The history of Prince William Forest Park is a multi-layered mosaic encompassing the original residents of the area, park administrators, the U. S. military forces, and official Washington including the office of the President. A definitive history of every facet of this rich heritage would be impossible to accomplish within the limited time frame afforded this effort. An overview of Prince William Forest Park's administrative history, detailing several critical periods in the park's development, has been produced through the cooperative efforts of many talented people.
Overall supervision of all research and writing of the park's history was provided by Barry Mackintosh, Bureau Historian for the National Park Service, and Dr. Peter Henriques, Graduate Intern Coordinator of George Mason University. The invaluable experience of these two scholars guiding this research effort helped to insure both its accuracy and relevancy. Marcia Keener, Management Assistant at Prince William Forest Park, initiated this project and assisted in every phase of the effort with critical logistical and moral support.
The location of valuable records critical to this effort was facilitated by staff members of the National Capital Parks. Mrs. Jean Smith located records at the Suitland Record Center that park staff believed to be lost. Mr. Joseph Ronsisvalle introduced this researcher to the vast stores of information to be found at the Cartographic Center of the National Archives on South Picket Street in Alexandria, Virginia.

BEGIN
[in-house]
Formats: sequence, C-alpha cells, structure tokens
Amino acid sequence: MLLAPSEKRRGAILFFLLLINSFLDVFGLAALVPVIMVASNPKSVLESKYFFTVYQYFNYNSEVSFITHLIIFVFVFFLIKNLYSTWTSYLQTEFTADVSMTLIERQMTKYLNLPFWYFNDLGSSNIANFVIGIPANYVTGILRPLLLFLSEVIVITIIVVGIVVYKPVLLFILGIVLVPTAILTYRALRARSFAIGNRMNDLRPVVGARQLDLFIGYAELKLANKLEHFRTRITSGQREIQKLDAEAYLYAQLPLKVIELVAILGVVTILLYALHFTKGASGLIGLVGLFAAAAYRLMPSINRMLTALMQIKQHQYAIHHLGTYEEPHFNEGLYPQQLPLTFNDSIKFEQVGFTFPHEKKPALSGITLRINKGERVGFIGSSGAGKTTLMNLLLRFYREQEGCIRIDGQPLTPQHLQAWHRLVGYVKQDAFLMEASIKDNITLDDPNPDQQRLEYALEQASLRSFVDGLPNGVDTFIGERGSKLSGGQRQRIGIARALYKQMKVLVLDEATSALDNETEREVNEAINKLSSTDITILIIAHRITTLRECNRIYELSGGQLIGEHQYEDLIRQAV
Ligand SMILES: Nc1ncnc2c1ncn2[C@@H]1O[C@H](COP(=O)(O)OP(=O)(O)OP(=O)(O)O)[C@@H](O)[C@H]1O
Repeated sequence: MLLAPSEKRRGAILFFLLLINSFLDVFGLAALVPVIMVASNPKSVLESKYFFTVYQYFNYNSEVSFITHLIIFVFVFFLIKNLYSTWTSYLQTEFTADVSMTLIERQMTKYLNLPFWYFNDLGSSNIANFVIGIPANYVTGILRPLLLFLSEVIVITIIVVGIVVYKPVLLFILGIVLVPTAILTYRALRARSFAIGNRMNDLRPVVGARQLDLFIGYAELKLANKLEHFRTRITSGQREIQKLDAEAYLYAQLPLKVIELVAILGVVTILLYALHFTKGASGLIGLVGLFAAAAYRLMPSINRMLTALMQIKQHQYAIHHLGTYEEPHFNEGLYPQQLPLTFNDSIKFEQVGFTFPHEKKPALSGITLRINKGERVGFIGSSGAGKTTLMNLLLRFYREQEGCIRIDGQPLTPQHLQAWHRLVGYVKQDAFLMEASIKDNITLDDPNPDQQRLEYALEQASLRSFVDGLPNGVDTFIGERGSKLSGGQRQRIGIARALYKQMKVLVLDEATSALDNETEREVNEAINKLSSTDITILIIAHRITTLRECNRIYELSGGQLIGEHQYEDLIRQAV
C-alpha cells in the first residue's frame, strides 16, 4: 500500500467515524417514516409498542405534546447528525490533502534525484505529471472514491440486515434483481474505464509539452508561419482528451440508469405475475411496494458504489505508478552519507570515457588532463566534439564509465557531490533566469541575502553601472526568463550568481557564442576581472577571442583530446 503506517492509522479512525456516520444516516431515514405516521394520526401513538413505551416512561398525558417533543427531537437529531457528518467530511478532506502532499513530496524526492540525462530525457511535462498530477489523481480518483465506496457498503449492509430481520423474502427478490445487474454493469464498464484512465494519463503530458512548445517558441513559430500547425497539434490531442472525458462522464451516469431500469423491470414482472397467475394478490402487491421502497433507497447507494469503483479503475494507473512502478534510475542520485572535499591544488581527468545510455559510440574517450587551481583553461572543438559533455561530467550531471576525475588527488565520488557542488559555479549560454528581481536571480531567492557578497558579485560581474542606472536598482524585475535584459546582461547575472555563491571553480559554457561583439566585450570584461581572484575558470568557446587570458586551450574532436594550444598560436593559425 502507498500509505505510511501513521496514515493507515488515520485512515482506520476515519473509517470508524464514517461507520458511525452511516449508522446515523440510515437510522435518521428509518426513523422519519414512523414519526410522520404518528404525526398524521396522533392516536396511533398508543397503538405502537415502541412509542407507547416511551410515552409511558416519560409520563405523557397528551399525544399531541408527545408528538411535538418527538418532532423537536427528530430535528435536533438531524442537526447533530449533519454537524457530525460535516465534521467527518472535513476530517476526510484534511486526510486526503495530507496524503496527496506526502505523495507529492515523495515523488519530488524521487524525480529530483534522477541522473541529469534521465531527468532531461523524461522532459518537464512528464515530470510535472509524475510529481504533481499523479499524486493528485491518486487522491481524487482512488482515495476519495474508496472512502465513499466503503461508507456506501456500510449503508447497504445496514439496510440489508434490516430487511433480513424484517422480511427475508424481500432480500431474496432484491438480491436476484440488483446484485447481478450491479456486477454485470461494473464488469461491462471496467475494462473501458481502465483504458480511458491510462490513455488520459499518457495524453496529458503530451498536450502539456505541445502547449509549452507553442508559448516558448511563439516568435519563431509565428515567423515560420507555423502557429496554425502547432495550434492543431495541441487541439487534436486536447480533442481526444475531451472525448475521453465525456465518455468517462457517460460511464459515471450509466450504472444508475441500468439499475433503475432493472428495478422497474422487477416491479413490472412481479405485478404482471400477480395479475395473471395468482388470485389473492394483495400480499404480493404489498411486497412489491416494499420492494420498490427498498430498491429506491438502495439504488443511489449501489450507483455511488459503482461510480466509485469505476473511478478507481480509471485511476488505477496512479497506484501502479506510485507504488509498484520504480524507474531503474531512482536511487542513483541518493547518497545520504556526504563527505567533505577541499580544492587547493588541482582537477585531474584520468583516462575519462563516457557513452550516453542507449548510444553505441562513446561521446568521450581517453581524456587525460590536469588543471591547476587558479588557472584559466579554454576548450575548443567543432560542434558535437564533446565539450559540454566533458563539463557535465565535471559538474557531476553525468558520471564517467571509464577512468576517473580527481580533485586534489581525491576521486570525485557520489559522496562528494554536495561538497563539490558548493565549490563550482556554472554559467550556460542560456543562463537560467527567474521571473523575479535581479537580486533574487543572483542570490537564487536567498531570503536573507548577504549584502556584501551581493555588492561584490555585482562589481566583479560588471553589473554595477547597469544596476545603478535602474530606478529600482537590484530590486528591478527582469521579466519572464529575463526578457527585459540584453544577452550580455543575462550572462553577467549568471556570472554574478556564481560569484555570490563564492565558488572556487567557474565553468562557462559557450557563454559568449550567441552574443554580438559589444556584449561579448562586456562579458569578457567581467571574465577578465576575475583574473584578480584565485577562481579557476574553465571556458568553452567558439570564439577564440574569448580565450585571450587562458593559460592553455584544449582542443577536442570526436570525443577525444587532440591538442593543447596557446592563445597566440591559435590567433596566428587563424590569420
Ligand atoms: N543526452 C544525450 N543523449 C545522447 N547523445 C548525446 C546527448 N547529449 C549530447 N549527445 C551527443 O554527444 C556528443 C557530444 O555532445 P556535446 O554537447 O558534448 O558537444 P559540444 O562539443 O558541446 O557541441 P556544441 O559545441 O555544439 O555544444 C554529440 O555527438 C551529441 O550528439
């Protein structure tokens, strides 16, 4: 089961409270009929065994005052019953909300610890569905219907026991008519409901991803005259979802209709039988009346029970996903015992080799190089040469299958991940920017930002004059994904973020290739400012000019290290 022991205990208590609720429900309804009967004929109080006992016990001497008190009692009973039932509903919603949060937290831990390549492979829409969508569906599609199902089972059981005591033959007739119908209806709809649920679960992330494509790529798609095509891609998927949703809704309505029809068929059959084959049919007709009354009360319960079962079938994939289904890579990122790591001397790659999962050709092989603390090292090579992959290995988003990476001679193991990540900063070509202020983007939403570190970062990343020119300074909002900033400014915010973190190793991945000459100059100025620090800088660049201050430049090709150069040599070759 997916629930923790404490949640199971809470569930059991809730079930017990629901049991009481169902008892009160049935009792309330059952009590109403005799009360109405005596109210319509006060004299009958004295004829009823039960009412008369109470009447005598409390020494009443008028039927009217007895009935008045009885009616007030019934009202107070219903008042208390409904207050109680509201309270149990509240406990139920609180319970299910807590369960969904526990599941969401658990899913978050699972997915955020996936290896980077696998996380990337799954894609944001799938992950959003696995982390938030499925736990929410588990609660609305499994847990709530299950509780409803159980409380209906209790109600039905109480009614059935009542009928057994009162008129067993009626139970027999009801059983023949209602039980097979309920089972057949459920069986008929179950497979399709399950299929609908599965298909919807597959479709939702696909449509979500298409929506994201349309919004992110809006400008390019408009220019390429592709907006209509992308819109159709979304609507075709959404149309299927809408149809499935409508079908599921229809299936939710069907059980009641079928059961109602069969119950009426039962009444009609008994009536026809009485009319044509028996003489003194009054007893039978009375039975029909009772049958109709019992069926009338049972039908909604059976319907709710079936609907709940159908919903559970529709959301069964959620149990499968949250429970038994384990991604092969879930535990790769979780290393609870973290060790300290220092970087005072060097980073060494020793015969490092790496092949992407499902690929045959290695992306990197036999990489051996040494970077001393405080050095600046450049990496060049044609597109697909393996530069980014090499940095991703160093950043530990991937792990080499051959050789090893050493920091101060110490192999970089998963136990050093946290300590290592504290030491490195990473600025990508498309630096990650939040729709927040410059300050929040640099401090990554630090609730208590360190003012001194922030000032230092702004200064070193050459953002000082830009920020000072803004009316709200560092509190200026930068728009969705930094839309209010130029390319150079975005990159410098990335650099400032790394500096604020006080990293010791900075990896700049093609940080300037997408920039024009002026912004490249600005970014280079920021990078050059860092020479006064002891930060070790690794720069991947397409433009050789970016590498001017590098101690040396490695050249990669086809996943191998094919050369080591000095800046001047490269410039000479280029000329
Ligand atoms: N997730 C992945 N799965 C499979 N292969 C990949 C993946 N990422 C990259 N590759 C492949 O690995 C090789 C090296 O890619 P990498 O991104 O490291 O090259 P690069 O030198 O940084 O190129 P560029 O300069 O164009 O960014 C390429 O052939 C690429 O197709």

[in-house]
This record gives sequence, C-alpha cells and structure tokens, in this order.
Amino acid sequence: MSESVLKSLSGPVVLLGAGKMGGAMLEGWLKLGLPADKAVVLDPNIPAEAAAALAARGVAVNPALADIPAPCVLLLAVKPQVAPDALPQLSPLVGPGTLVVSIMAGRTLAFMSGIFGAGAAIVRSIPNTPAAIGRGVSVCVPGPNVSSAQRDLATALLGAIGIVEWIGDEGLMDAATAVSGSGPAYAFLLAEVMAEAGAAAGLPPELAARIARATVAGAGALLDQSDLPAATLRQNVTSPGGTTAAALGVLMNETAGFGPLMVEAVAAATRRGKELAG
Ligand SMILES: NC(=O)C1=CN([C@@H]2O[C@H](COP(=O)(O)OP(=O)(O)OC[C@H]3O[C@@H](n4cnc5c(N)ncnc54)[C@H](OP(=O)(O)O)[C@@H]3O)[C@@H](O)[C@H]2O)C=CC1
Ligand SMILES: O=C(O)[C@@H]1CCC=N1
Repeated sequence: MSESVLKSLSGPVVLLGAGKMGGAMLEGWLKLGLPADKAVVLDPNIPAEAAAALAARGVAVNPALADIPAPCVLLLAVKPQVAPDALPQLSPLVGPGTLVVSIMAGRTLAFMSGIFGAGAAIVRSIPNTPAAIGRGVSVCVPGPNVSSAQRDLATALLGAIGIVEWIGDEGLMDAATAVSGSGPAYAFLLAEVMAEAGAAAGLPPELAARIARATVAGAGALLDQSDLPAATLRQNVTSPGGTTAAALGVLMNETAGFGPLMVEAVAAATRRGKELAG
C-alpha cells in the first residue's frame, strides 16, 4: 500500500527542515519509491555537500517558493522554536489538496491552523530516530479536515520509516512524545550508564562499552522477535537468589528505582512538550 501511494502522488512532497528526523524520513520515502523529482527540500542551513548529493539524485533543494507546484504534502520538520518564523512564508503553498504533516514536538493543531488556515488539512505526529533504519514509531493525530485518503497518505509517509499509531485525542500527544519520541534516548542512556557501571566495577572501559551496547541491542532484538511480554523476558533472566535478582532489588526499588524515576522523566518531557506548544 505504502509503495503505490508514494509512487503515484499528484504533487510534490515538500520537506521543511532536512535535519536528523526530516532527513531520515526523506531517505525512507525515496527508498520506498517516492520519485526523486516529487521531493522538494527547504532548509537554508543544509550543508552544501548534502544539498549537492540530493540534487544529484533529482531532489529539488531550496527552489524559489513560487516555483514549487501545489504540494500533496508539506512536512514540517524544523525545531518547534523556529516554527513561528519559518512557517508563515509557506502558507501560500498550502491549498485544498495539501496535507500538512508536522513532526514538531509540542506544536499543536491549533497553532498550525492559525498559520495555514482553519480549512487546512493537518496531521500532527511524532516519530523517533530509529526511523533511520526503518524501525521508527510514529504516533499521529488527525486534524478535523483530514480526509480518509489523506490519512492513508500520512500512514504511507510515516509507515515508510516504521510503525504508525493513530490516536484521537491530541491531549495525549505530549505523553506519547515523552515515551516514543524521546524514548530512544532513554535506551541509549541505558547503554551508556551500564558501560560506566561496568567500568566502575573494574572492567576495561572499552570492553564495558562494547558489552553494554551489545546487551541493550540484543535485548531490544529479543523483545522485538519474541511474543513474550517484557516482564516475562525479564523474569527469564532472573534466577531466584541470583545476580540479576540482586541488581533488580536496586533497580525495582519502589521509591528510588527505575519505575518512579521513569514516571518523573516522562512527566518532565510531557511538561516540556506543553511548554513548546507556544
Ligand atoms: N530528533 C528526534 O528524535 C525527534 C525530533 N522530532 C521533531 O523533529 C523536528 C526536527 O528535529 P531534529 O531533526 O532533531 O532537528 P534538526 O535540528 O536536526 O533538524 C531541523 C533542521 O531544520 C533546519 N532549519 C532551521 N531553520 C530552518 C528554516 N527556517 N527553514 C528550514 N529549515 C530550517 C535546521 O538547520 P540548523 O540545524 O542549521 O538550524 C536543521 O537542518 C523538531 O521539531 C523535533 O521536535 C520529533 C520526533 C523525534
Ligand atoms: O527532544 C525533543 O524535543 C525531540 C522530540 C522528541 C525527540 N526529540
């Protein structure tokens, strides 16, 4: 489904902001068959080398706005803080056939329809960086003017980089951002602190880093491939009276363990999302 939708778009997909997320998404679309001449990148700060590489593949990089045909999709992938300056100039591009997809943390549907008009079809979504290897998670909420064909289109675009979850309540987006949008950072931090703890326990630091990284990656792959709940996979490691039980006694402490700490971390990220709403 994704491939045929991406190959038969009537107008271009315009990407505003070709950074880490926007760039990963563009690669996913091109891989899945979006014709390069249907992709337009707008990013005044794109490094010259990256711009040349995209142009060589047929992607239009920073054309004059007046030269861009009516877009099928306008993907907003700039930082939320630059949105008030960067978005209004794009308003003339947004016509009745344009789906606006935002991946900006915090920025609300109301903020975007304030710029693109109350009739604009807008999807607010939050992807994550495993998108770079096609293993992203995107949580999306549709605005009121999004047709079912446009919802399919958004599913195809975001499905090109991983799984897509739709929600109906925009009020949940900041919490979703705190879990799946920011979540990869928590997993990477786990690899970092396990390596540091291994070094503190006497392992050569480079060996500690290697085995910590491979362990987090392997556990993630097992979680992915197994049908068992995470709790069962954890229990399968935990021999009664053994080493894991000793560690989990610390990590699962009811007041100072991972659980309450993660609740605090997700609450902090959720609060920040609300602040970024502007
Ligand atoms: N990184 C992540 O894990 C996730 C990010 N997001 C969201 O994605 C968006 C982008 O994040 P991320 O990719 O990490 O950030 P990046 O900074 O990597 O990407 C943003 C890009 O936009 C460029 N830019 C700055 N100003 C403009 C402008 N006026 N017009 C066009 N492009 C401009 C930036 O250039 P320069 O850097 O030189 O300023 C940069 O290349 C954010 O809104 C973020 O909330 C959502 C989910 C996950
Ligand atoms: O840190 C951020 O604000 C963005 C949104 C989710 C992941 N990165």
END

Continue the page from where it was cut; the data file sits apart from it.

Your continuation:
Every member of the Prince William Park staff with whom I came in contact took an active interest in this history, often providing leads to key persons connected to the park for oral interviews. Kelvin Fields especially, extended his help on his own time to act as a bridge between this researcher and "old timers" in the black community who provided valuable eyewitness accounts of the park's early construction. Mrs. Laura Hobbs, secretary to the superintendent, patiently answered every woeful plea for help as she unraveled the mysteries of the park's CPT in the production phase of this effort. Finish typing was expertly handled by Mary E. Reed, of Triangle, Virginia.
It would be impossible to thank everyone who offered assistance on this project. However, many unknown staff persons at the Library of Congress, the National Archives, the Prince William County School Board, and the Bureau of Docks and Yards at the Washington Navy Yard, gave freely of their time to assist in locating all the source material for this history. While just doing their jobs, these individuals helped to spur me on.
Finally, Superintendent Robert L. Harney of Prince William Forest Park was always available to act as coach and friend underscoring the importance of this effort and giving me ready admittance to a corps of unique and talented individuals on the park staff.
Susan Cary Strickland
Last Updated: 31-Jul-2003